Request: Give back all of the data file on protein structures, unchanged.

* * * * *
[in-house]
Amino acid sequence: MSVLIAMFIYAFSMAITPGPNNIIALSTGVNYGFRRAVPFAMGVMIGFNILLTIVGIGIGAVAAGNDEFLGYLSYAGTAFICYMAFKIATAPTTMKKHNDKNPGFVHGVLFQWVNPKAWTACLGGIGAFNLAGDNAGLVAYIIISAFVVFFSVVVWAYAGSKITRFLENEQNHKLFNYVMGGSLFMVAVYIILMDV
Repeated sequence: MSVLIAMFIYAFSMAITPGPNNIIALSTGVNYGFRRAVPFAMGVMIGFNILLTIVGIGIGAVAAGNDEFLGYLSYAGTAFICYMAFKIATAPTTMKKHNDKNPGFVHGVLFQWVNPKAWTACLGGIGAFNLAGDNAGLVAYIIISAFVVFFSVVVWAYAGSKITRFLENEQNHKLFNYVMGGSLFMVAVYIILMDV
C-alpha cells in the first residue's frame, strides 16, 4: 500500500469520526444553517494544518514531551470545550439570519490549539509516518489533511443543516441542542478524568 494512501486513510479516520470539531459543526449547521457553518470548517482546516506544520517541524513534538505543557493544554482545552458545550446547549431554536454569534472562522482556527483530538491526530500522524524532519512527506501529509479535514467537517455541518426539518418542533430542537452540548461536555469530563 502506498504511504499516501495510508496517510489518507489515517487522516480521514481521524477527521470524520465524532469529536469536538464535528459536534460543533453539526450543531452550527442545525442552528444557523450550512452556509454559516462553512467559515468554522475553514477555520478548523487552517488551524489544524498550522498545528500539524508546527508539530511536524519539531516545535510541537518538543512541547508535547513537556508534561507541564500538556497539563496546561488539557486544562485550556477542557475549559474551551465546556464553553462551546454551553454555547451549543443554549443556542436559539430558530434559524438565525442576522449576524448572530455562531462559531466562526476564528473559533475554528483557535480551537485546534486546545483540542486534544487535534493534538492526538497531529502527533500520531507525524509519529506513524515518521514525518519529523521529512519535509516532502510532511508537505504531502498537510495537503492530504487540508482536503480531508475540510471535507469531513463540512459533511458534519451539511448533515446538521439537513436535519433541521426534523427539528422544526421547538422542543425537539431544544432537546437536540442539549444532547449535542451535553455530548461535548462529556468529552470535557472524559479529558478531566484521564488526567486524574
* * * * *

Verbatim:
[in-house]
Amino acid sequence: MSVLIAMFIYAFSMAITPGPNNIIALSTGVNYGFRRAVPFAMGVMIGFNILLTIVGIGIGAVAAGNDEFLGYLSYAGTAFICYMAFKIATAPTTMKKHNDKNPGFVHGVLFQWVNPKAWTACLGGIGAFNLAGDNAGLVAYIIISAFVVFFSVVVWAYAGSKITRFLENEQNHKLFNYVMGGSLFMVAVYIILMDV
Repeated sequence: MSVLIAMFIYAFSMAITPGPNNIIALSTGVNYGFRRAVPFAMGVMIGFNILLTIVGIGIGAVAAGNDEFLGYLSYAGTAFICYMAFKIATAPTTMKKHNDKNPGFVHGVLFQWVNPKAWTACLGGIGAFNLAGDNAGLVAYIIISAFVVFFSVVVWAYAGSKITRFLENEQNHKLFNYVMGGSLFMVAVYIILMDV
C-alpha cells in the first residue's frame, strides 16, 4: 500500500469520526444553517494544518514531551470545550439570519490549539509516518489533511443543516441542542478524568 494512501486513510479516520470539531459543526449547521457553518470548517482546516506544520517541524513534538505543557493544554482545552458545550446547549431554536454569534472562522482556527483530538491526530500522524524532519512527506501529509479535514467537517455541518426539518418542533430542537452540548461536555469530563 502506498504511504499516501495510508496517510489518507489515517487522516480521514481521524477527521470524520465524532469529536469536538464535528459536534460543533453539526450543531452550527442545525442552528444557523450550512452556509454559516462553512467559515468554522475553514477555520478548523487552517488551524489544524498550522498545528500539524508546527508539530511536524519539531516545535510541537518538543512541547508535547513537556508534561507541564500538556497539563496546561488539557486544562485550556477542557475549559474551551465546556464553553462551546454551553454555547451549543443554549443556542436559539430558530434559524438565525442576522449576524448572530455562531462559531466562526476564528473559533475554528483557535480551537485546534486546545483540542486534544487535534493534538492526538497531529502527533500520531507525524509519529506513524515518521514525518519529523521529512519535509516532502510532511508537505504531502498537510495537503492530504487540508482536503480531508475540510471535507469531513463540512459533511458534519451539511448533515446538521439537513436535519433541521426534523427539528422544526421547538422542543425537539431544544432537546437536540442539549444532547449535542451535553455530548461535548462529556468529552470535557472524559479529558478531566484521564488526567486524574